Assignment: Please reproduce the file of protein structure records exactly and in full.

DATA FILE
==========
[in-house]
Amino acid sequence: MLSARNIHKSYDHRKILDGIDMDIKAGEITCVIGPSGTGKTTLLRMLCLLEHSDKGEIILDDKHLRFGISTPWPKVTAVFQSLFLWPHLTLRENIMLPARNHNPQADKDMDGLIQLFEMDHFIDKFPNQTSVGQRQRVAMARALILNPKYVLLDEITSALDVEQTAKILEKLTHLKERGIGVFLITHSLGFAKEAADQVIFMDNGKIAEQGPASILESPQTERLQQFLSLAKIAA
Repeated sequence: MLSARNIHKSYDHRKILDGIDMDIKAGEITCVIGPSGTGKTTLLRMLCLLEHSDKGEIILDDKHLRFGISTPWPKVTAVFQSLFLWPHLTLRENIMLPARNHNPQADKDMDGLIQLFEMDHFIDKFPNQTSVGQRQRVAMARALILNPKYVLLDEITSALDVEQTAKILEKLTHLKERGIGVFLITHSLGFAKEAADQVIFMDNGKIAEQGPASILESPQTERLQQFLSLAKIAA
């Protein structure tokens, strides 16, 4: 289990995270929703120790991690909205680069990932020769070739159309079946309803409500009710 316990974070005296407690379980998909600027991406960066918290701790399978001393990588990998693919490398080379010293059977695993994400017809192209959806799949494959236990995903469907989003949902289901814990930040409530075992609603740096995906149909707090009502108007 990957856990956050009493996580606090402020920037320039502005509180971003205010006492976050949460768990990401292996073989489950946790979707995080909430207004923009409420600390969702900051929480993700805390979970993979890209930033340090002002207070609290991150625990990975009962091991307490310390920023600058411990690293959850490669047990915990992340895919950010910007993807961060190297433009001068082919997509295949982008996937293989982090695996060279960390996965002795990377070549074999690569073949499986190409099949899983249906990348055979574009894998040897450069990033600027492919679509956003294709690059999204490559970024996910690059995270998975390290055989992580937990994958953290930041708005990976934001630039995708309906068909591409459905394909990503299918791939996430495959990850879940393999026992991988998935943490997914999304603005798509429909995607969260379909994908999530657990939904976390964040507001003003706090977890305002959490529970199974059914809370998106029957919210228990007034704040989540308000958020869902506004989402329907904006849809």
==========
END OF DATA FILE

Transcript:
[in-house]
Amino acid sequence: MLSARNIHKSYDHRKILDGIDMDIKAGEITCVIGPSGTGKTTLLRMLCLLEHSDKGEIILDDKHLRFGISTPWPKVTAVFQSLFLWPHLTLRENIMLPARNHNPQADKDMDGLIQLFEMDHFIDKFPNQTSVGQRQRVAMARALILNPKYVLLDEITSALDVEQTAKILEKLTHLKERGIGVFLITHSLGFAKEAADQVIFMDNGKIAEQGPASILESPQTERLQQFLSLAKIAA
Repeated sequence: MLSARNIHKSYDHRKILDGIDMDIKAGEITCVIGPSGTGKTTLLRMLCLLEHSDKGEIILDDKHLRFGISTPWPKVTAVFQSLFLWPHLTLRENIMLPARNHNPQADKDMDGLIQLFEMDHFIDKFPNQTSVGQRQRVAMARALILNPKYVLLDEITSALDVEQTAKILEKLTHLKERGIGVFLITHSLGFAKEAADQVIFMDNGKIAEQGPASILESPQTERLQQFLSLAKIAA
């Protein structure tokens, strides 16, 4: 289990995270929703120790991690909205680069990932020769070739159309079946309803409500009710 316990974070005296407690379980998909600027991406960066918290701790399978001393990588990998693919490398080379010293059977695993994400017809192209959806799949494959236990995903469907989003949902289901814990930040409530075992609603740096995906149909707090009502108007 990957856990956050009493996580606090402020920037320039502005509180971003205010006492976050949460768990990401292996073989489950946790979707995080909430207004923009409420600390969702900051929480993700805390979970993979890209930033340090002002207070609290991150625990990975009962091991307490310390920023600058411990690293959850490669047990915990992340895919950010910007993807961060190297433009001068082919997509295949982008996937293989982090695996060279960390996965002795990377070549074999690569073949499986190409099949899983249906990348055979574009894998040897450069990033600027492919679509956003294709690059999204490559970024996910690059995270998975390290055989992580937990994958953290930041708005990976934001630039995708309906068909591409459905394909990503299918791939996430495959990850879940393999026992991988998935943490997914999304603005798509429909995607969260379909994908999530657990939904976390964040507001003003706090977890305002959490529970199974059914809370998106029957919210228990007034704040989540308000958020869902506004989402329907904006849809």